Honors Course Project Focuses on Two Families in Need
Hanging drapes. Scrubbing, sweeping and dusting. Stocking cupboards with groceries. Not the typical tasks you would expect in a college honors course. Nevertheless, these were just a few of the deeds done last semester by 40 students in the Special Jesuit Liberal Arts Honors Program (SJLA) in an effort to help two local families in need.
Thirty-four juniors and six seniors were part of Ryan Maher S.J.’s class, “The Jesuit Magis,” an interdisciplinary SJLA course that explores the role the concept has played in Jesuit history, with particular focus on its implications for Jesuit education, among other things.
The students completed the tasks in apartment makeovers for the two families, in collaboration with the University’s Center for Service and Social Justice.
Sister Ann Walsh, I.H.M., director of Friends of the Poor, selected the families from a West Scranton housing development based on their particular need. The families were single mothers, one with 4 children ranging in age from 19 to six months, and the other with 3 children under the age of 5. After learning of the specific needs of the families from Sr. Ann, the students raised approximately $1,500 and solicited donations of clothes, furniture and cleaning products from friends and family. With the funds they raised, the group purchased a washer and dryer, bedding, curtains and groceries. Finally, on a Saturday in November, they spent hours at the two apartments to do the improvements.
“Our students don’t always know the conditions of how people live. This gives them a sense of how the world is,” said Patricia Vaccaro, director of the Center of Service and Social Justice. “At the University, we expect them to give back to their communities. It’s an important component of the ‘Magis’ class – going the extra mile, using your gifts and talents, to help other people. It is an eye-opening experience for them.”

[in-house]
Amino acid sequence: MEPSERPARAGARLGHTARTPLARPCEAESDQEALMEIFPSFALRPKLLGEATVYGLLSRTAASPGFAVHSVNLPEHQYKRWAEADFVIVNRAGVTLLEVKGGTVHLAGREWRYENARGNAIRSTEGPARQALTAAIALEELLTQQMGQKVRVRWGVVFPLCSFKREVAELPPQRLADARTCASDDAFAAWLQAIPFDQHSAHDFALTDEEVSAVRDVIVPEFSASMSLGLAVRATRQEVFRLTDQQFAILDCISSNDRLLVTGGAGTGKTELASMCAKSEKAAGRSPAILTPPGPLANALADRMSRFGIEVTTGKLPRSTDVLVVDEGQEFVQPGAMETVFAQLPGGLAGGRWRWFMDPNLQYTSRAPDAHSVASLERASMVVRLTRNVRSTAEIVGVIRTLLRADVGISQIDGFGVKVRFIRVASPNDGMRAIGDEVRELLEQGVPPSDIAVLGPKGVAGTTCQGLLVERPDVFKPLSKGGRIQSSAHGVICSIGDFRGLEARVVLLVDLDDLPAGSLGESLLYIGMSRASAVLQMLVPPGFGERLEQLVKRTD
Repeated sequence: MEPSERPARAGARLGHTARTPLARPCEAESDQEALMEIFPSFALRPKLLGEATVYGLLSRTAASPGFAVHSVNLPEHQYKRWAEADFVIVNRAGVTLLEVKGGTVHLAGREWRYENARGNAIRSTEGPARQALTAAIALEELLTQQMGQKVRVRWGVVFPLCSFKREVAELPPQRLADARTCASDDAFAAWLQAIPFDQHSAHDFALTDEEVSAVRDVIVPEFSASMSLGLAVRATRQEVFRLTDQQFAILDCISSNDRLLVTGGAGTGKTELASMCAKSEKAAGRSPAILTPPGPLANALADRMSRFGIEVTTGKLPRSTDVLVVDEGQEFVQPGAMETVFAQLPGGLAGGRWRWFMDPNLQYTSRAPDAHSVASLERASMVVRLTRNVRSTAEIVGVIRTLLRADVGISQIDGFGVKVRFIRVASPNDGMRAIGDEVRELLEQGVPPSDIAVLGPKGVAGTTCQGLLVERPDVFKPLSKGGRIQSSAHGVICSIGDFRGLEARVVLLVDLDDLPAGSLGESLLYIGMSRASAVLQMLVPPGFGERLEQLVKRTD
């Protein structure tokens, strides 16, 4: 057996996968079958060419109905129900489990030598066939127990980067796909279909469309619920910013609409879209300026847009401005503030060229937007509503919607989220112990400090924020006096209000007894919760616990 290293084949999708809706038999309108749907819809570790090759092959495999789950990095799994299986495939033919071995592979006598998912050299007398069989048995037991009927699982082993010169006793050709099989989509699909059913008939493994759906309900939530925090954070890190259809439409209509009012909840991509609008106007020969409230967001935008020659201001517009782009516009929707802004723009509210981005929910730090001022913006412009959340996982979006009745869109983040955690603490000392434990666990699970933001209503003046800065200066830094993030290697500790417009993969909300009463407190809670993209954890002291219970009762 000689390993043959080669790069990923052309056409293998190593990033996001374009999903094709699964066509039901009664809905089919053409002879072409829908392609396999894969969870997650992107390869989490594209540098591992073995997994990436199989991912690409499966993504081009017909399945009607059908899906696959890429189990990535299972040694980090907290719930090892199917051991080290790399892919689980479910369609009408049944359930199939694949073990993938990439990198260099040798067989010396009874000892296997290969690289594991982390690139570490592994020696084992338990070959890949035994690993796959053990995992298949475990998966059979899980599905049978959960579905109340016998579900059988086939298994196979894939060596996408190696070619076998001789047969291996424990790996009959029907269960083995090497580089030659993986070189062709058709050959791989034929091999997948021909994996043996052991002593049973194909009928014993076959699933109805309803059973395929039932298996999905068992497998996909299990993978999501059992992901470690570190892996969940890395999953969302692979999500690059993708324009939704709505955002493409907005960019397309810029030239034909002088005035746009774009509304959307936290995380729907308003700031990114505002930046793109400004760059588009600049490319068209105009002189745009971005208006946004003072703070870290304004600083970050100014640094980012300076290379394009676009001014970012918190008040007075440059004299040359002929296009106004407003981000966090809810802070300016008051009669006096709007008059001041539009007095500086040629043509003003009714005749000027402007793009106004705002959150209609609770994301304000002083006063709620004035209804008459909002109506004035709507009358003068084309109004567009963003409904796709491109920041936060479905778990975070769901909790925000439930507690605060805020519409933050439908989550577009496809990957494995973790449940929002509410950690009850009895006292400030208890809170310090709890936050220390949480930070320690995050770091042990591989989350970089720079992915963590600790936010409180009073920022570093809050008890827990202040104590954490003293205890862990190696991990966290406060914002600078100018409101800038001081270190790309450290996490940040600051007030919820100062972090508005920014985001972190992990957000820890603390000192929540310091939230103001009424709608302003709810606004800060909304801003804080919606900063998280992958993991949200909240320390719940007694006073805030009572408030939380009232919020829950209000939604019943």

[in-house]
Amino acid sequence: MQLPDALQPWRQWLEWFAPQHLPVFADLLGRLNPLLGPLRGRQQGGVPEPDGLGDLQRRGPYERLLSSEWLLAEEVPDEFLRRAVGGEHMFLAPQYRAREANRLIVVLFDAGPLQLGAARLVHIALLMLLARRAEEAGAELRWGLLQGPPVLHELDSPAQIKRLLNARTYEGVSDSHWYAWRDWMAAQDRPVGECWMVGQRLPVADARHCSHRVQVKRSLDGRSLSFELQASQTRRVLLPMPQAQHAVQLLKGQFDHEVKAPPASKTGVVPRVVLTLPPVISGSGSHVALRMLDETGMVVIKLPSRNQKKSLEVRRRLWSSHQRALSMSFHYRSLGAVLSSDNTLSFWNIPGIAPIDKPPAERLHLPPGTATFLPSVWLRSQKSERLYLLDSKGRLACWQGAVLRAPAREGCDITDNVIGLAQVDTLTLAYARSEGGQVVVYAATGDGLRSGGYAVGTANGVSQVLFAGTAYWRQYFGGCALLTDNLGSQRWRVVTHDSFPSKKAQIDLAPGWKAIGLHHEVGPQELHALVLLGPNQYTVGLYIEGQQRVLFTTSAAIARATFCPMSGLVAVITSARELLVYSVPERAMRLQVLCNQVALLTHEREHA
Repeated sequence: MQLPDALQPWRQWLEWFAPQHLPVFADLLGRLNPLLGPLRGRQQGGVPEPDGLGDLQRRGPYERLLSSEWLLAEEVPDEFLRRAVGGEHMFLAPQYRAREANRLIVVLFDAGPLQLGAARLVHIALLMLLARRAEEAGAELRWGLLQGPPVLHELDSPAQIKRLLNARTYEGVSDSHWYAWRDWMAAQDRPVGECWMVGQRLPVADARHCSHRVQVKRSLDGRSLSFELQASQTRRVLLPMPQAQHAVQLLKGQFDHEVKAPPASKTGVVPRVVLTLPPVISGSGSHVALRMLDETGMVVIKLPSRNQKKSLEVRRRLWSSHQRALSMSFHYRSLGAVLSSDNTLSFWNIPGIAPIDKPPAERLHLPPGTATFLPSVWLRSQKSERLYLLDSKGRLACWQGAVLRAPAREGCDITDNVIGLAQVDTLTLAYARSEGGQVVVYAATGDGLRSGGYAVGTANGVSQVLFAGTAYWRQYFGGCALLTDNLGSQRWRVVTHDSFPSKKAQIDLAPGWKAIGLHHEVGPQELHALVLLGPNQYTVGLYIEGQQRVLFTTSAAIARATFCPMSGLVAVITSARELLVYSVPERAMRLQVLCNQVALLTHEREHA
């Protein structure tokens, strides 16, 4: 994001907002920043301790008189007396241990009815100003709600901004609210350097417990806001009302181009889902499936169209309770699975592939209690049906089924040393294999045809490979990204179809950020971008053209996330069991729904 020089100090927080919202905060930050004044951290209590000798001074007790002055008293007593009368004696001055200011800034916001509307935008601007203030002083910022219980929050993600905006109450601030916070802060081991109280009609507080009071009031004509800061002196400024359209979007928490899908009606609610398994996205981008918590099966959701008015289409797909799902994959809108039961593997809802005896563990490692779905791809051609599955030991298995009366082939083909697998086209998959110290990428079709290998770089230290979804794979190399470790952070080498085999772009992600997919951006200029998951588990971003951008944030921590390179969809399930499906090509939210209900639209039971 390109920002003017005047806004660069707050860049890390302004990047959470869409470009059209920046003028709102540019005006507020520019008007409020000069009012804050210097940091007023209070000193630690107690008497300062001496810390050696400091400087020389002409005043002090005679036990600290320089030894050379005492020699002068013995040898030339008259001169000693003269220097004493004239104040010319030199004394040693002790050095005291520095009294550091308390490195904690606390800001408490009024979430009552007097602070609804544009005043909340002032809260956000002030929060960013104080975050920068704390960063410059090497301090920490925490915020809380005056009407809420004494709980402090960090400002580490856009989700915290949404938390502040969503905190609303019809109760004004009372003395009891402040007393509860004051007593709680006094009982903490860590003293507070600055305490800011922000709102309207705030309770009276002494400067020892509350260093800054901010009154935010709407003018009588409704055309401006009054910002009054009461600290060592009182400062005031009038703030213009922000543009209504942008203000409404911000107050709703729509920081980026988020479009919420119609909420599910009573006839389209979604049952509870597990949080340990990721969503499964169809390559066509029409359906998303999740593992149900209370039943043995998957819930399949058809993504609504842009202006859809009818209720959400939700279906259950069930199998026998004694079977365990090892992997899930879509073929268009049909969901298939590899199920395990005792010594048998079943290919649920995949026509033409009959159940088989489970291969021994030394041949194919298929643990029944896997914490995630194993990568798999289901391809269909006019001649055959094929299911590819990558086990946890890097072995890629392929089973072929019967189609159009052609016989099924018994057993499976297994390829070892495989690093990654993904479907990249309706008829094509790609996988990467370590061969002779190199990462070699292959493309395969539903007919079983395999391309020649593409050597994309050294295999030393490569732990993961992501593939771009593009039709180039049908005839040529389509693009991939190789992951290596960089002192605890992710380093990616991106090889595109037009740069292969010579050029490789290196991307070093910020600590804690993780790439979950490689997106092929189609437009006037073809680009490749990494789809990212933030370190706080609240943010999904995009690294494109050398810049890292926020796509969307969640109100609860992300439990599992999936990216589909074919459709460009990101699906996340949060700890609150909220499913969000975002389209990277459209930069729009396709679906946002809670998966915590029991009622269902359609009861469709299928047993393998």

“Every student involved put in an unbelievable amount of effort,” said Emily N. O’Connor, a junior psychology and philosophy major from Sherman, Conn., and member of the SJLA Honors Program. “In one of the apartments about half the students, including myself, spent the entire day cleaning the floors and walls, vacuuming, washing dishes and organizing each room. The family also needed beds, curtains for bare windows and other accessories, all of which we provided and helped install. The other apartment lacked furniture and home furnishings, so many students helped set up supplies and other accessories that we brought.” Students also washed all the clothes and linens in each house.
Many of the students also took part in the fundraising efforts, which included a benefit concert with performances by students and faculty members, a T-shirt sale and a Quizzo night.
It is not just the families who benefited, said Fr. Maher. The students got just as much out of the project. “They find that in going out and being of service, something feels profoundly right. We grew enormously from this.”
Catherine Thurston, a junior biology and philosophy major, described the common ground she found with the families. “The first thing you saw when you walked in was pictures of their kids. You could tell how much they love their kids as much as my parents love me.”
“The biggest thing for me was going and meeting these people and being part of their lives,” she added.
Ms. O’Connor noted that as she cleaned one of the apartments, one of the children, a little girl, was glued to her side for the entire day. “Seeing how cheerful and kind each child was despite the less-than-ideal living situation they were in really opened my eyes to how optimistic children can be.”
The student volunteers got to know each family, and some returned to the apartments weeks later with food and gifts for Christmas, Ms. Vaccaro said.
“Each student was deeply involved in the experience,” Ms. O’Connor said. “I am so grateful that I had the opportunity to help with the program.”